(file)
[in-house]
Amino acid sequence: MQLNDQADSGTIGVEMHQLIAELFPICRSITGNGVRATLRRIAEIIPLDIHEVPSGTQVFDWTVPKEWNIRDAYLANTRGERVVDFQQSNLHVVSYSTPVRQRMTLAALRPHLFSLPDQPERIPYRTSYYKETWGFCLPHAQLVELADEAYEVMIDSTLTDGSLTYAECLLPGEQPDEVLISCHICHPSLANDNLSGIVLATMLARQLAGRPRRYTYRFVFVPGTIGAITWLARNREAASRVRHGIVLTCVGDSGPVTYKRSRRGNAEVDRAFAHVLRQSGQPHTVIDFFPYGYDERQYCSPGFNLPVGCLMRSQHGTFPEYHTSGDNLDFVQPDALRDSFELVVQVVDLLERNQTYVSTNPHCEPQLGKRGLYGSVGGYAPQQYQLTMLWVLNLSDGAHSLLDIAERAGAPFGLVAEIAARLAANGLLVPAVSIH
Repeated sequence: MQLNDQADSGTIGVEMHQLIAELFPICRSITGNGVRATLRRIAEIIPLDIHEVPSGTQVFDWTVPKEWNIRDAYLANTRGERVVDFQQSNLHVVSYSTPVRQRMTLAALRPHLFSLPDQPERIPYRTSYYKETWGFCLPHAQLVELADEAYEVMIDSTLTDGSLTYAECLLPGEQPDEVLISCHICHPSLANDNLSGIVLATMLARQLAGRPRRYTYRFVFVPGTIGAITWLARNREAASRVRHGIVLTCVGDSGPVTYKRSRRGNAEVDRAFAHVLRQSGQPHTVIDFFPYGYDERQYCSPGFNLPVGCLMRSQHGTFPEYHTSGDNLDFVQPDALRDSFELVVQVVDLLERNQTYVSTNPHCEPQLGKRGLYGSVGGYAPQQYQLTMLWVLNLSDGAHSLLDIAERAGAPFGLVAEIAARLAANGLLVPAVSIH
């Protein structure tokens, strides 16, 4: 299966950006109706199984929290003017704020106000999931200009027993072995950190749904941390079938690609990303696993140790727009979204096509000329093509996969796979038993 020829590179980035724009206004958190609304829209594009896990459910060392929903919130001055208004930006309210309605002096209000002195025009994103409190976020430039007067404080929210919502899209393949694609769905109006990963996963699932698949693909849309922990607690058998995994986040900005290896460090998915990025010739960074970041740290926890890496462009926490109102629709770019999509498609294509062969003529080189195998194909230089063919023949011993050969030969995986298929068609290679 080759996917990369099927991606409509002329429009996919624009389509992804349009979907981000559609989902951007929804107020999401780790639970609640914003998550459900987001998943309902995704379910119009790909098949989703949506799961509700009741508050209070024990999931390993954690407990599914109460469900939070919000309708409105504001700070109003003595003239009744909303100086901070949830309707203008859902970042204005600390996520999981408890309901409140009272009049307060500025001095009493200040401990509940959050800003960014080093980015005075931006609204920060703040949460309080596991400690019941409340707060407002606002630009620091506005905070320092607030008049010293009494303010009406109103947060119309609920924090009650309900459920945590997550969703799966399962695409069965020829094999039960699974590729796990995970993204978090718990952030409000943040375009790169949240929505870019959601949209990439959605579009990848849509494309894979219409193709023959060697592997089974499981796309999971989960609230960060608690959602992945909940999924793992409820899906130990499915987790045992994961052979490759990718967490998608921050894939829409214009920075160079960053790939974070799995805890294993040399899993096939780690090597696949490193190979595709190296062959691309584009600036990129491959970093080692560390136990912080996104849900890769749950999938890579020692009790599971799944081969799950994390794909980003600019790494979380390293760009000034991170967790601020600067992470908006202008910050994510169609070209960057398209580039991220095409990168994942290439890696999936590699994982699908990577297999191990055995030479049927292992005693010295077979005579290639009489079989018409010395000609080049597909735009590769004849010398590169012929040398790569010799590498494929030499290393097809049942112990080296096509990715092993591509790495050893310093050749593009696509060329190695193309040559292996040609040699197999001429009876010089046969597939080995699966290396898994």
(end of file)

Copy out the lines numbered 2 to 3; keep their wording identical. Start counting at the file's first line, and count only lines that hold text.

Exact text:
Amino acid sequence: MQLNDQADSGTIGVEMHQLIAELFPICRSITGNGVRATLRRIAEIIPLDIHEVPSGTQVFDWTVPKEWNIRDAYLANTRGERVVDFQQSNLHVVSYSTPVRQRMTLAALRPHLFSLPDQPERIPYRTSYYKETWGFCLPHAQLVELADEAYEVMIDSTLTDGSLTYAECLLPGEQPDEVLISCHICHPSLANDNLSGIVLATMLARQLAGRPRRYTYRFVFVPGTIGAITWLARNREAASRVRHGIVLTCVGDSGPVTYKRSRRGNAEVDRAFAHVLRQSGQPHTVIDFFPYGYDERQYCSPGFNLPVGCLMRSQHGTFPEYHTSGDNLDFVQPDALRDSFELVVQVVDLLERNQTYVSTNPHCEPQLGKRGLYGSVGGYAPQQYQLTMLWVLNLSDGAHSLLDIAERAGAPFGLVAEIAARLAANGLLVPAVSIH
Repeated sequence: MQLNDQADSGTIGVEMHQLIAELFPICRSITGNGVRATLRRIAEIIPLDIHEVPSGTQVFDWTVPKEWNIRDAYLANTRGERVVDFQQSNLHVVSYSTPVRQRMTLAALRPHLFSLPDQPERIPYRTSYYKETWGFCLPHAQLVELADEAYEVMIDSTLTDGSLTYAECLLPGEQPDEVLISCHICHPSLANDNLSGIVLATMLARQLAGRPRRYTYRFVFVPGTIGAITWLARNREAASRVRHGIVLTCVGDSGPVTYKRSRRGNAEVDRAFAHVLRQSGQPHTVIDFFPYGYDERQYCSPGFNLPVGCLMRSQHGTFPEYHTSGDNLDFVQPDALRDSFELVVQVVDLLERNQTYVSTNPHCEPQLGKRGLYGSVGGYAPQQYQLTMLWVLNLSDGAHSLLDIAERAGAPFGLVAEIAARLAANGLLVPAVSIH